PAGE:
In this week’s installment on improved catch-play, we turn our attention to the defensive generals—catchers. Much of what we suggested for the infielders is relevant for catchers, and if you are serious about developing a better catch routine, check out the article on infielders. In this post, we will go into more detail on what you need to improve your skills as a catcher.
The speed of a catcher’s transfer is half the battle to the coveted two-second pop time. Much like infielders, catchers should be using active feet and working on transferring the ball into their throwing hand. This does not mean quick catch; it means working on quick hands at a normal catch-play pace.
When you are bringing it back in from long toss, take a few throws from your catcher’s stance and work your transfer and footwork simultaneously. When doing this, make a few quick transfer throws (catcher’s quick toss).
Work hard on getting a 4-seam grip quickly
In addition to working on a quick transfer, it is equally important to transfer the ball to a 4-seam grip. The 4-seam grip with proper backspin will create a straight throw. If you transfer the ball quickly but into a 2-seam grip, it will be incredibly hard to make an accurate throw, no matter how quick you are. Just remember that a quarter turn of the ball from any poor grip will get you to a proper 4-seam grip.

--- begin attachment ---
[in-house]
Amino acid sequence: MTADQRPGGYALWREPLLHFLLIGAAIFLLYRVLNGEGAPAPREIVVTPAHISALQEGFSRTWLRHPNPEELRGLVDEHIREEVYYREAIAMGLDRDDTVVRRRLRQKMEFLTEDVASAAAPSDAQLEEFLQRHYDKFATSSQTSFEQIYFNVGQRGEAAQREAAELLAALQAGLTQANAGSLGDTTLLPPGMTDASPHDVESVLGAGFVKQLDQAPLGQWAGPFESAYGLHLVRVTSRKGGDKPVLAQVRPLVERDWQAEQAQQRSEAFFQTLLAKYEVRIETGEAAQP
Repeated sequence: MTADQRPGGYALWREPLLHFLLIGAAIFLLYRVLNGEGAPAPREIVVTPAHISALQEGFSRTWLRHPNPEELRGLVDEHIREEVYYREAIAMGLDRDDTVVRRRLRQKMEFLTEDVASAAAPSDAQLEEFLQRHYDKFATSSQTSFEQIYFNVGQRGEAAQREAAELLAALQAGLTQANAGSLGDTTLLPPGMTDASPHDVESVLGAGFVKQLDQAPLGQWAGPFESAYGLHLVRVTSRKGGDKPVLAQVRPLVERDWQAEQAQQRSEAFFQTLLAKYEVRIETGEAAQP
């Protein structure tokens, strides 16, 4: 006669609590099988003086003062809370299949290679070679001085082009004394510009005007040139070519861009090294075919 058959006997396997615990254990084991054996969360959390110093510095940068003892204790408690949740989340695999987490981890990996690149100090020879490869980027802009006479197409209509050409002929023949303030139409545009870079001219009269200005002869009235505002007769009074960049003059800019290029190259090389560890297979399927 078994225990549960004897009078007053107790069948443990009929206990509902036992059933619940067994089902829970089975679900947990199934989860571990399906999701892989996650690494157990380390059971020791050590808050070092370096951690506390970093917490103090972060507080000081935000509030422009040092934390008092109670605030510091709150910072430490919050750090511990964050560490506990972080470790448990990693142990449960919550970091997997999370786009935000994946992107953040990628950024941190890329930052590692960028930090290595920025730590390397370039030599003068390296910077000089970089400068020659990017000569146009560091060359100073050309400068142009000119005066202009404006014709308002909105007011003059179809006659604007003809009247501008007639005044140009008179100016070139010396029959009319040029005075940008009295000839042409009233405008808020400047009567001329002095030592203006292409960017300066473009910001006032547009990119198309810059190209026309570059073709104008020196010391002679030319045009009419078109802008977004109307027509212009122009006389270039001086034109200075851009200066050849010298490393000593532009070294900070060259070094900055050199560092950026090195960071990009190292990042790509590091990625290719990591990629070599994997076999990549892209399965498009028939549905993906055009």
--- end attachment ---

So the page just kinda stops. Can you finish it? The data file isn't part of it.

Not too many posed throws
While some people like to break catchers’ throwing motion down into stages, be careful not to overemphasize one pose to the point where it takes over your muscle memory. Make sure you are focusing on taking the ball out of your glove and throwing in a fluid motion, as you would in a game.
Focus on maintaining good balance and strong footing with your back foot
Much of a catcher’s throwing skill relies on strong positioning and balance with the back foot. The ability to get a good push off of the right foot is a skill that can take stress off of the arm and be developed through practice.
Making game specific throws
As with all defensive positions, practicing throws from body positions you will find yourself in during games is a great way to get experience before being in a game. Simulate blocking a ball and then make a throw. Snap throws to 1st and 3rd base and throwing down are great things to work on when playing catch. Remember, you don’t have to make max-effort throws to be working on things and getting better!
Accuracy, accuracy, accuracy
Speed and accuracy are the name of the game. Without one, the other is essentially useless. While working on quickness and effectiveness of the transfer, fine focus your target. When throwing from distances approximating the distance from home to second, work on throwing to the left side of your partner (to simulate the left side of second base).
Again, reading the infield catch routine article may prove incredibly helpful for catchers, who (like infielders) need to focus on quickness, efficiency, and accuracy. Good luck, there is a lot to work on!